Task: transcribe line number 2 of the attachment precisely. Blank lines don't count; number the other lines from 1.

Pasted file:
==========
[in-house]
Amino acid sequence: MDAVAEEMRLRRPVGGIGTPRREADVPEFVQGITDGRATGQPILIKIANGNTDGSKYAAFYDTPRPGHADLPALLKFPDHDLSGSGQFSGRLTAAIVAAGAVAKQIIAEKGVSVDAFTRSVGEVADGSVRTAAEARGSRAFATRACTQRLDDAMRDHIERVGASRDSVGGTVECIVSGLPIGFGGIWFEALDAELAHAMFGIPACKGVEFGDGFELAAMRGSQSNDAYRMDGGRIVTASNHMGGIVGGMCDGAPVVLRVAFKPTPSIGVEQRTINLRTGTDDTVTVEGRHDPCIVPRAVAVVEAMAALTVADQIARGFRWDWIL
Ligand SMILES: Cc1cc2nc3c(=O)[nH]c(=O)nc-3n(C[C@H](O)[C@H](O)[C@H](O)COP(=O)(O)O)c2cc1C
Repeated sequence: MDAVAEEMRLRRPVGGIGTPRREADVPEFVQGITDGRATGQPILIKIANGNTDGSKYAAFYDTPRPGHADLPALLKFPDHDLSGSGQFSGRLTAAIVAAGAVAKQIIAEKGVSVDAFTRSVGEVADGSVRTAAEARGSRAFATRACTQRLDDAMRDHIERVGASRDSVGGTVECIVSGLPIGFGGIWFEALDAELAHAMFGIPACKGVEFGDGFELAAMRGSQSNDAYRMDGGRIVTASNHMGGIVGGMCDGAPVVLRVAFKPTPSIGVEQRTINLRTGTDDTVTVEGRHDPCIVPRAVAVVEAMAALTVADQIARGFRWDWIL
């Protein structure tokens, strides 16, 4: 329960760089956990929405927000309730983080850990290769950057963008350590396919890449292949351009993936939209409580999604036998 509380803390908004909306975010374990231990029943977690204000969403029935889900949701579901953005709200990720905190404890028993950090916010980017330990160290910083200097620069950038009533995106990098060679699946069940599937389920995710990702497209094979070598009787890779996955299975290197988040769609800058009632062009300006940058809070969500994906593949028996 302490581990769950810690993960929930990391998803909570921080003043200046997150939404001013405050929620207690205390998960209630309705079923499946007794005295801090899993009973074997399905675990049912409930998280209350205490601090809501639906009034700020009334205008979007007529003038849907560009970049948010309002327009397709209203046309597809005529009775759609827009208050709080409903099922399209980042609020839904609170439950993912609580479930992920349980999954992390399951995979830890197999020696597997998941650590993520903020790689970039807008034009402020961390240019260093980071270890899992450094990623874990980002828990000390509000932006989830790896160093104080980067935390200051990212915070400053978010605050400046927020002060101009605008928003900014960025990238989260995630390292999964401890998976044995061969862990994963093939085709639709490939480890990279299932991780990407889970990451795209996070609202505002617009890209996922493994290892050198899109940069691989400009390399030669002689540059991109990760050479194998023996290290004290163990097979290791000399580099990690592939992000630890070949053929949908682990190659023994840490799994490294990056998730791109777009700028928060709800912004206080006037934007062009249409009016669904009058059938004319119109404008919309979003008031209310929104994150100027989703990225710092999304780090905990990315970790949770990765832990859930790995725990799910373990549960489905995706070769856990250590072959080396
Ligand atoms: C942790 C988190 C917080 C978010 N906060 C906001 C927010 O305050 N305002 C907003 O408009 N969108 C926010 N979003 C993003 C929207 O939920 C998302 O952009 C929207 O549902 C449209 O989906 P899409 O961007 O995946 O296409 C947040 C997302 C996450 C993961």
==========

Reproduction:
Amino acid sequence: MDAVAEEMRLRRPVGGIGTPRREADVPEFVQGITDGRATGQPILIKIANGNTDGSKYAAFYDTPRPGHADLPALLKFPDHDLSGSGQFSGRLTAAIVAAGAVAKQIIAEKGVSVDAFTRSVGEVADGSVRTAAEARGSRAFATRACTQRLDDAMRDHIERVGASRDSVGGTVECIVSGLPIGFGGIWFEALDAELAHAMFGIPACKGVEFGDGFELAAMRGSQSNDAYRMDGGRIVTASNHMGGIVGGMCDGAPVVLRVAFKPTPSIGVEQRTINLRTGTDDTVTVEGRHDPCIVPRAVAVVEAMAALTVADQIARGFRWDWIL